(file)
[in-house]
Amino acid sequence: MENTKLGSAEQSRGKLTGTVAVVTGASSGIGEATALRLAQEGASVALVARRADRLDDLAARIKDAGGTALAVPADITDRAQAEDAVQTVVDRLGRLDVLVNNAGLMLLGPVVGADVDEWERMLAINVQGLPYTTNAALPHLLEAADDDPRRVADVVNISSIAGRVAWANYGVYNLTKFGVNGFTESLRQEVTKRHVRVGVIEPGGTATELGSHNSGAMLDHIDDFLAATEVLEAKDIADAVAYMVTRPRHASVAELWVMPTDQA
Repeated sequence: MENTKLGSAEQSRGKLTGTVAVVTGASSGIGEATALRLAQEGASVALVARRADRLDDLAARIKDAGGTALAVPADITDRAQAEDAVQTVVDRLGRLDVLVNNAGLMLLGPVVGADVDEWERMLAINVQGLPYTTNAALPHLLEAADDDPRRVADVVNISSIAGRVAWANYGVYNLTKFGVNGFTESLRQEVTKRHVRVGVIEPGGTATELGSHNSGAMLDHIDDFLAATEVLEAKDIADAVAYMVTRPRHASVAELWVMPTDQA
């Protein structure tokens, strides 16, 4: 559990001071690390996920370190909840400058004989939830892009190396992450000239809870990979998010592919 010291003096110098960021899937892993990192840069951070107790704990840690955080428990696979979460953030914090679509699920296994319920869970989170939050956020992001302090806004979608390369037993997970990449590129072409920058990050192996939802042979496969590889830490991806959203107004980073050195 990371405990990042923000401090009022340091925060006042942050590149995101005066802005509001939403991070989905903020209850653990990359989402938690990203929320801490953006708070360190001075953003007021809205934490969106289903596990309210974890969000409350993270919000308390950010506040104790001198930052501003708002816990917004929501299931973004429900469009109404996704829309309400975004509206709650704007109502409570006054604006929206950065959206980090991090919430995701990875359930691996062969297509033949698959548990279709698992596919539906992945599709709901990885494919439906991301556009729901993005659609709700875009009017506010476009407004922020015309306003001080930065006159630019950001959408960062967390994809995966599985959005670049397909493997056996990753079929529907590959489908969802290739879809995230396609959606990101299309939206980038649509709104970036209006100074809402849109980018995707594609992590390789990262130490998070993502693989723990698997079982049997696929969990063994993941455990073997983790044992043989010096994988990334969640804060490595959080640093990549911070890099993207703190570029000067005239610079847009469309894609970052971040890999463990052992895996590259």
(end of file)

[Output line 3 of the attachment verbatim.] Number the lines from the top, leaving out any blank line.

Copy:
Repeated sequence: MENTKLGSAEQSRGKLTGTVAVVTGASSGIGEATALRLAQEGASVALVARRADRLDDLAARIKDAGGTALAVPADITDRAQAEDAVQTVVDRLGRLDVLVNNAGLMLLGPVVGADVDEWERMLAINVQGLPYTTNAALPHLLEAADDDPRRVADVVNISSIAGRVAWANYGVYNLTKFGVNGFTESLRQEVTKRHVRVGVIEPGGTATELGSHNSGAMLDHIDDFLAATEVLEAKDIADAVAYMVTRPRHASVAELWVMPTDQA